Back in the late 70’s, weight was considered a key factor in tone and sustain - so heavy guitars were prized. Jerry Garcia’s Tiger weighed something like 14 lbs - silly.

Happy new guitar day!!!

Congrats, Bambro.

Sorry for being away from the thread…but I’ve been jamming all day. :slight_smile:

I think on the next restring I may try a top wrap config with some 10s. One question on top warapping I had was reading online I saw that I was supposed to lower the tail piece as far as it can go and then top wrap the strings. Does the lowering of the tail piece affect intenation at all? Am I going to have to go through, after lowering the tail piece, and reset the intenation or will that still be good since I’m not adjusting the hardware that holds the saddles?

Right now the only amp I have is a little 30W Marshall, but it sounds so damn good with this guitar I don’t really need anything else right now. And when everyone is asleep and I hook my Beats headphones up to the amp…OMG. It sounds fucking amazing. I damn near have an eargasm everytime.

As for the setup…My local Guitar Center where it was purchased doesn’t have a shop in it, and I don’t know how to go about finding a reputible luthier in my area (but being in a major metropolitan area [Dallas] I figure there has to be one). As far as the setup goes, do I just take it to the shop and tell them I want a pro setup on it, or how exactly does that work? As I said I’ve only ever had lower end guitars before and have always just played them stock.

Oh yeah, I was also reading onling about Vintage Russian K73 Russian oil Filled Tone Caps for even better tone. Thoughts?

Oh yeah…by the way, I LOVE THIS FUCKING GUITAR!!! :smiley:

If it plays well with no bad buzzing, it probably doesn’t need a set-up.
Expensive caps are a waste in passive circuits. Save your money, no one will ever hear the difference.

You can Google setting intonation, all you need is a tuner and a screwdriver.

By the way, don’t believe everything you hear online … except this.

My understanding is what you do with the tailpiece, or really anything that isn’t about the distance between the nut, bridge, and fingerboard, will be irrelevant to the intonation. I think you’ll be fine.

If that sounds awesome, then you’re done. For now. :slight_smile: The tone journey has no ending, but you find good places to stop along the way, and it sounds like you’re at one.

I’m surprised your GC isn’t equipped to set up a guitar. At the least they might point you at a shop who is. Where do you live approximately? Maybe someone on the thread knows a local place near you. As for what you ask for, just tell them you just bought the guitar and want it setup properly. They may ask your preference for type of strings, how low you want the action, etc. That’s about it. ETA: Or what SirGalahad said. If you think the guitar sounds and plays fine, and at 26 years playing you think you can judge that well, don’t sweat it. See here for stuff about intonating a guitar yourself, which also lets you see if the intonation is out at all, you just need a tuner.

Sounds like utter snake oil to me.


Well the manual that comes with it cover how to check and set the intonation, but just didn’t know if lowering the tail piece would affect it or not. I’m not scared of it, just want to make sure I have to time to devote to it before getting started.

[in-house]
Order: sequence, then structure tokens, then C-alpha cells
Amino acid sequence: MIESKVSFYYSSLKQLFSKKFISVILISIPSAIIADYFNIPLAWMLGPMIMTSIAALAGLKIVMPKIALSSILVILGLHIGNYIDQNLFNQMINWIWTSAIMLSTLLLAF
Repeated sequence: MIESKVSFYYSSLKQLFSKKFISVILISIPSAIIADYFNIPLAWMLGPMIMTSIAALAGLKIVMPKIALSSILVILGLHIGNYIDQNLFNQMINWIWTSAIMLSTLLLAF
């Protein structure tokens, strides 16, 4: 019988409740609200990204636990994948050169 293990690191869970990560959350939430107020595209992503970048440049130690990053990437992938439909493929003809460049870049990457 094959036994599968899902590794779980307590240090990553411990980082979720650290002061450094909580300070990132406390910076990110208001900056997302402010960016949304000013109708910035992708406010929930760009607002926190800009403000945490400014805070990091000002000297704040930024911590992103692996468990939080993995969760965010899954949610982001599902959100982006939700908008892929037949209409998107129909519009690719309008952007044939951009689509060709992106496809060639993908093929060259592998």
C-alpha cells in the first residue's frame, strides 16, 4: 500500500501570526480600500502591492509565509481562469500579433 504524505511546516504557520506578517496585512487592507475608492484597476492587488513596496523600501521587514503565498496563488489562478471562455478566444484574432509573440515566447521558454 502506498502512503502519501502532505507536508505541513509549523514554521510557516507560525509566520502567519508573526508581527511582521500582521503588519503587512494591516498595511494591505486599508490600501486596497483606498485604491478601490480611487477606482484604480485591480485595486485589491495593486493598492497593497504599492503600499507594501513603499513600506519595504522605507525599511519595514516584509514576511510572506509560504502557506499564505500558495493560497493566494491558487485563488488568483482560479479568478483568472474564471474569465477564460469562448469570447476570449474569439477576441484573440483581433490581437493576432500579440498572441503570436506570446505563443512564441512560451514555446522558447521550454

The tail piece should have minimal impact on intonation. The break angle of the strings at the bridge does affect the bending and bend release feel and tension. There can be some influence on tone and sustain as well depending on the severity of an adjustment. In general, a steeper break angle mitigates the chance for strings to pop off the saddles and also promotes sustain.

You will need a tuner, flat and philips screwdrivers, and an allen wrench for adjusting intonation. The truss rod in the neck can be adjusted (allen wrench) by removing the cover above the nut on the headstock. I like to have the bottom side of the low E string at about 5/64" above the 12th fret when in tune. On a Les Paul, I adjust the rod tension and bridge height with strings loose and then tune the open strings, repeat trial and error as needed, and then adjust the bridge saddles until the open strings and 12 fret note are in tune. You can pay a guitar shop to do this, but may like the results better if you do your own adjustments.

What 30W Marshall do you have? Which speaker(s)? Marshall has built some great amps and some awful amps and everything in between over the years.

If you’re happy with the current sound, then I don’t see the need to bother. However, if you have soldering skills and equipment, then you can swap the tone caps and then go back to the original caps if not satisfied. I usually replace the tone caps, pickups, potentiometers, wires, switch, and jack in Epiphones and other cheap Asian built guitars, but I rarely bother on better quality guitars. I’ve been happy with Hovland and Sprague Vitamin Q 0.022 µF capacitance oil filled caps when installing then in Epi LPs. I haven’t tried the K73s.

Yeah, many of those Norlin-era Les Paul solid bodies are quite heavy. I don’t wanna open up a can of worms on the weight/density & tone/sustain debate too much. Some of those heavy slab LPs are real winners and some are duds.


You’ll have a hard time adjusting the truss rod on a Les Paul with your Allen wrench, there dude, since Gibson truss rods turn with SAE 15/16" sockets.

Also, Bambro, don’t dick around with magic capacitors, you’re wasting your time.

That should read 5/16". That’s 5/16". Sorry, my typing finger got lost.